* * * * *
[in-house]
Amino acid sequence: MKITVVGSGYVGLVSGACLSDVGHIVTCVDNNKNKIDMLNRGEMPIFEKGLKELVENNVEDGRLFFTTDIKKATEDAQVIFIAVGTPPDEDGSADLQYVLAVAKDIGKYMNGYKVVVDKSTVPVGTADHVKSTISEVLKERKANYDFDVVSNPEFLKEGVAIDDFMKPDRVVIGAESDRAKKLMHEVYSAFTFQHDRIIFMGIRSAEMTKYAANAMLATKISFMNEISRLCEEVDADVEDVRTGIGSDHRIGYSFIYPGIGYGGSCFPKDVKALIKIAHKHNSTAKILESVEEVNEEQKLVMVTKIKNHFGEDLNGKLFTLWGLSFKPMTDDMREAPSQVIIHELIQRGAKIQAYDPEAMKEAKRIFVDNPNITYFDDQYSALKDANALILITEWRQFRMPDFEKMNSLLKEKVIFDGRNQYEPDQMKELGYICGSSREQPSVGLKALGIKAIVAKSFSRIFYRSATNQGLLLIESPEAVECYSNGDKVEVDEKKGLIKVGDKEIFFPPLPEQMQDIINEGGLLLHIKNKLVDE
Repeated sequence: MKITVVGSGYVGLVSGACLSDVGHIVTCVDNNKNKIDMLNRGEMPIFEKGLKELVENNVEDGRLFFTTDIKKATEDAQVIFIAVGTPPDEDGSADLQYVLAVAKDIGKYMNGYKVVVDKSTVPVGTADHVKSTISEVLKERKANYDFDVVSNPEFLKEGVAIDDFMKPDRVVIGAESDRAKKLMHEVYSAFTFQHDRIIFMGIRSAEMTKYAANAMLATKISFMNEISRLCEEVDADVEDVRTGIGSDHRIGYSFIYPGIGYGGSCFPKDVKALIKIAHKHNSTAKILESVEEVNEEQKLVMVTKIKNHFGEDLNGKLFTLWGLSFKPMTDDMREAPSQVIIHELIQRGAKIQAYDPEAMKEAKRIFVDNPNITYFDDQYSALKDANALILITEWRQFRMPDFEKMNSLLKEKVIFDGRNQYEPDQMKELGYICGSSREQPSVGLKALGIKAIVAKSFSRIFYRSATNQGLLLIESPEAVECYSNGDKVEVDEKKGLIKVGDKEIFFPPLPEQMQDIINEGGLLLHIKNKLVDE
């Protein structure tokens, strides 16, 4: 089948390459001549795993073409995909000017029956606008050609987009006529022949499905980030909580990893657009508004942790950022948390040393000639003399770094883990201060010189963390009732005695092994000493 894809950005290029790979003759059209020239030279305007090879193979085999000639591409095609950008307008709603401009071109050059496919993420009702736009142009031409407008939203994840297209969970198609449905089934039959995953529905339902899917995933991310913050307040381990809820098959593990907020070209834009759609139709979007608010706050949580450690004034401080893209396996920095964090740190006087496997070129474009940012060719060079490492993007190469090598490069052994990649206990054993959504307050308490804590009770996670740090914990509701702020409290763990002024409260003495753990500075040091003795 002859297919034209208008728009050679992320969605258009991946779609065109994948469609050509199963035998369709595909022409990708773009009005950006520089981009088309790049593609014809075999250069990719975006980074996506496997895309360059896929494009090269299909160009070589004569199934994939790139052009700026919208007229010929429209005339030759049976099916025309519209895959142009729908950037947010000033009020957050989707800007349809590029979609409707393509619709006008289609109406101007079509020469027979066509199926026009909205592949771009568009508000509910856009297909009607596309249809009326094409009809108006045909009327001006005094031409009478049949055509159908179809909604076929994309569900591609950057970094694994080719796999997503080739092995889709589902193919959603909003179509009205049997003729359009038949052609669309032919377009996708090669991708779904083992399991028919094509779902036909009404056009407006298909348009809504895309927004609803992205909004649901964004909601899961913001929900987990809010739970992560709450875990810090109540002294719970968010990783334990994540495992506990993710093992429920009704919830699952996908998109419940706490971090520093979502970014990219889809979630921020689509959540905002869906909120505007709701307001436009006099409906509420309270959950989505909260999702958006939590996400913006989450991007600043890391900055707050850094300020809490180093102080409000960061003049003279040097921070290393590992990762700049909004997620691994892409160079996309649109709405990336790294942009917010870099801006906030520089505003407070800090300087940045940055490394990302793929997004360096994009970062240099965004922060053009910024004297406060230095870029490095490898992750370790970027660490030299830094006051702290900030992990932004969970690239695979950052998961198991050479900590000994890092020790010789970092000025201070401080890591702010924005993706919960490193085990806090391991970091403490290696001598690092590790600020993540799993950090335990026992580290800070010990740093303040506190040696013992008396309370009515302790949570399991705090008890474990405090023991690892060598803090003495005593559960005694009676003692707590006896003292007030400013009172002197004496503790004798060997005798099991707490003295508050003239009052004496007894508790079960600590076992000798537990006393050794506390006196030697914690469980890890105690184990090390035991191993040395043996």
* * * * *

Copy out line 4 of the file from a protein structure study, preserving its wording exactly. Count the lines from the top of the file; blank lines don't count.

């Protein structure tokens, strides 16, 4: 089948390459001549795993073409995909000017029956606008050609987009006529022949499905980030909580990893657009508004942790950022948390040393000639003399770094883990201060010189963390009732005695092994000493 894809950005290029790979003759059209020239030279305007090879193979085999000639591409095609950008307008709603401009071109050059496919993420009702736009142009031409407008939203994840297209969970198609449905089934039959995953529905339902899917995933991310913050307040381990809820098959593990907020070209834009759609139709979007608010706050949580450690004034401080893209396996920095964090740190006087496997070129474009940012060719060079490492993007190469090598490069052994990649206990054993959504307050308490804590009770996670740090914990509701702020409290763990002024409260003495753990500075040091003795 002859297919034209208008728009050679992320969605258009991946779609065109994948469609050509199963035998369709595909022409990708773009009005950006520089981009088309790049593609014809075999250069990719975006980074996506496997895309360059896929494009090269299909160009070589004569199934994939790139052009700026919208007229010929429209005339030759049976099916025309519209895959142009729908950037947010000033009020957050989707800007349809590029979609409707393509619709006008289609109406101007079509020469027979066509199926026009909205592949771009568009508000509910856009297909009607596309249809009326094409009809108006045909009327001006005094031409009478049949055509159908179809909604076929994309569900591609950057970094694994080719796999997503080739092995889709589902193919959603909003179509009205049997003729359009038949052609669309032919377009996708090669991708779904083992399991028919094509779902036909009404056009407006298909348009809504895309927004609803992205909004649901964004909601899961913001929900987990809010739970992560709450875990810090109540002294719970968010990783334990994540495992506990993710093992429920009704919830699952996908998109419940706490971090520093979502970014990219889809979630921020689509959540905002869906909120505007709701307001436009006099409906509420309270959950989505909260999702958006939590996400913006989450991007600043890391900055707050850094300020809490180093102080409000960061003049003279040097921070290393590992990762700049909004997620691994892409160079996309649109709405990336790294942009917010870099801006906030520089505003407070800090300087940045940055490394990302793929997004360096994009970062240099965004922060053009910024004297406060230095870029490095490898992750370790970027660490030299830094006051702290900030992990932004969970690239695979950052998961198991050479900590000994890092020790010789970092000025201070401080890591702010924005993706919960490193085990806090391991970091403490290696001598690092590790600020993540799993950090335990026992580290800070010990740093303040506190040696013992008396309370009515302790949570399991705090008890474990405090023991690892060598803090003495005593559960005694009676003692707590006896003292007030400013009172002197004496503790004798060997005798099991707490003295508050003239009052004496007894508790079960600590076992000798537990006393050794506390006196030697914690469980890890105690184990090390035991191993040395043996």